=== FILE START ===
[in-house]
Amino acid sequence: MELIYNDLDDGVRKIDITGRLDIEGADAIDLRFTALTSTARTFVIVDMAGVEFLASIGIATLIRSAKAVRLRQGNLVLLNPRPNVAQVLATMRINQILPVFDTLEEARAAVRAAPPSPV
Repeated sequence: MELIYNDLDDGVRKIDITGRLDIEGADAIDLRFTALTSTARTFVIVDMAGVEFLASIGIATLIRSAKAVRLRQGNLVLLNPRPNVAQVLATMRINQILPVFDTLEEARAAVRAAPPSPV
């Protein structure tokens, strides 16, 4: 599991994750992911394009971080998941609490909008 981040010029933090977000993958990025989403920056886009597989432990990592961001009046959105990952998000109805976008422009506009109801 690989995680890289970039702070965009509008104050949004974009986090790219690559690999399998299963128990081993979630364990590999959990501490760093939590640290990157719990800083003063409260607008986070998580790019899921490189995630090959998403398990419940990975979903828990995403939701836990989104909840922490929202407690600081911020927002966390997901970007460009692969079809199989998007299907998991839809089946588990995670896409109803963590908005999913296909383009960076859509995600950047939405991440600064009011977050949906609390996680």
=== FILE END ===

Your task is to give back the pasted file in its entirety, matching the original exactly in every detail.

[in-house]
Amino acid sequence: MELIYNDLDDGVRKIDITGRLDIEGADAIDLRFTALTSTARTFVIVDMAGVEFLASIGIATLIRSAKAVRLRQGNLVLLNPRPNVAQVLATMRINQILPVFDTLEEARAAVRAAPPSPV
Repeated sequence: MELIYNDLDDGVRKIDITGRLDIEGADAIDLRFTALTSTARTFVIVDMAGVEFLASIGIATLIRSAKAVRLRQGNLVLLNPRPNVAQVLATMRINQILPVFDTLEEARAAVRAAPPSPV
């Protein structure tokens, strides 16, 4: 599991994750992911394009971080998941609490909008 981040010029933090977000993958990025989403920056886009597989432990990592961001009046959105990952998000109805976008422009506009109801 690989995680890289970039702070965009509008104050949004974009986090790219690559690999399998299963128990081993979630364990590999959990501490760093939590640290990157719990800083003063409260607008986070998580790019899921490189995630090959998403398990419940990975979903828990995403939701836990989104909840922490929202407690600081911020927002966390997901970007460009692969079809199989998007299907998991839809089946588990995670896409109803963590908005999913296909383009960076859509995600950047939405991440600064009011977050949906609390996680």